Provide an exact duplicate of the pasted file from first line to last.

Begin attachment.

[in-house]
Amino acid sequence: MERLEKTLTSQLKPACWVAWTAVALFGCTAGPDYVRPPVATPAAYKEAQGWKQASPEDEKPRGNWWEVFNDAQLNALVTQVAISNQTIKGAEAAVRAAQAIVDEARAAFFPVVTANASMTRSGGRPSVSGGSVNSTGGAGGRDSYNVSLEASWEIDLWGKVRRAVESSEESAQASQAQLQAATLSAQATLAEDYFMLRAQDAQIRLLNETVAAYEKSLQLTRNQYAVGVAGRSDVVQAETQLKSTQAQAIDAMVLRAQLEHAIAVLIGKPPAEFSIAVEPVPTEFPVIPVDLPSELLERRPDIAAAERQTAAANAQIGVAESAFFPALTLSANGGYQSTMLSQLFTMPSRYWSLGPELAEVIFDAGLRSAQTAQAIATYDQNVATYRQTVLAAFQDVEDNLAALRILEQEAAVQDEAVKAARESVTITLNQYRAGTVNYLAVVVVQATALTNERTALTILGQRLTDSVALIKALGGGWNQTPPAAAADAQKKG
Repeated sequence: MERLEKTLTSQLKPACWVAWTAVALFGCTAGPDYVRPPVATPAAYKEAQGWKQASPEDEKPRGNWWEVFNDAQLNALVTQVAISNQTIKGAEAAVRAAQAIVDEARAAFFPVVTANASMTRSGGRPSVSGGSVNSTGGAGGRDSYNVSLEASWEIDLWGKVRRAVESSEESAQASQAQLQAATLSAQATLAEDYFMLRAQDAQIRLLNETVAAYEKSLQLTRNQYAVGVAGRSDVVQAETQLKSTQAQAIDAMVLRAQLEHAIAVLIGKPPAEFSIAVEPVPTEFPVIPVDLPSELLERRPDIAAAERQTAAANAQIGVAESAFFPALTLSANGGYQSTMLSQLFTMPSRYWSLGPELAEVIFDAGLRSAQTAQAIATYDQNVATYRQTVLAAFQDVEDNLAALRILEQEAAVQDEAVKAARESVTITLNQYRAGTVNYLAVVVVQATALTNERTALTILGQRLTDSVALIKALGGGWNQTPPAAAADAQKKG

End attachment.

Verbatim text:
[in-house]
Amino acid sequence: MERLEKTLTSQLKPACWVAWTAVALFGCTAGPDYVRPPVATPAAYKEAQGWKQASPEDEKPRGNWWEVFNDAQLNALVTQVAISNQTIKGAEAAVRAAQAIVDEARAAFFPVVTANASMTRSGGRPSVSGGSVNSTGGAGGRDSYNVSLEASWEIDLWGKVRRAVESSEESAQASQAQLQAATLSAQATLAEDYFMLRAQDAQIRLLNETVAAYEKSLQLTRNQYAVGVAGRSDVVQAETQLKSTQAQAIDAMVLRAQLEHAIAVLIGKPPAEFSIAVEPVPTEFPVIPVDLPSELLERRPDIAAAERQTAAANAQIGVAESAFFPALTLSANGGYQSTMLSQLFTMPSRYWSLGPELAEVIFDAGLRSAQTAQAIATYDQNVATYRQTVLAAFQDVEDNLAALRILEQEAAVQDEAVKAARESVTITLNQYRAGTVNYLAVVVVQATALTNERTALTILGQRLTDSVALIKALGGGWNQTPPAAAADAQKKG
Repeated sequence: MERLEKTLTSQLKPACWVAWTAVALFGCTAGPDYVRPPVATPAAYKEAQGWKQASPEDEKPRGNWWEVFNDAQLNALVTQVAISNQTIKGAEAAVRAAQAIVDEARAAFFPVVTANASMTRSGGRPSVSGGSVNSTGGAGGRDSYNVSLEASWEIDLWGKVRRAVESSEESAQASQAQLQAATLSAQATLAEDYFMLRAQDAQIRLLNETVAAYEKSLQLTRNQYAVGVAGRSDVVQAETQLKSTQAQAIDAMVLRAQLEHAIAVLIGKPPAEFSIAVEPVPTEFPVIPVDLPSELLERRPDIAAAERQTAAANAQIGVAESAFFPALTLSANGGYQSTMLSQLFTMPSRYWSLGPELAEVIFDAGLRSAQTAQAIATYDQNVATYRQTVLAAFQDVEDNLAALRILEQEAAVQDEAVKAARESVTITLNQYRAGTVNYLAVVVVQATALTNERTALTILGQRLTDSVALIKALGGGWNQTPPAAAADAQKKG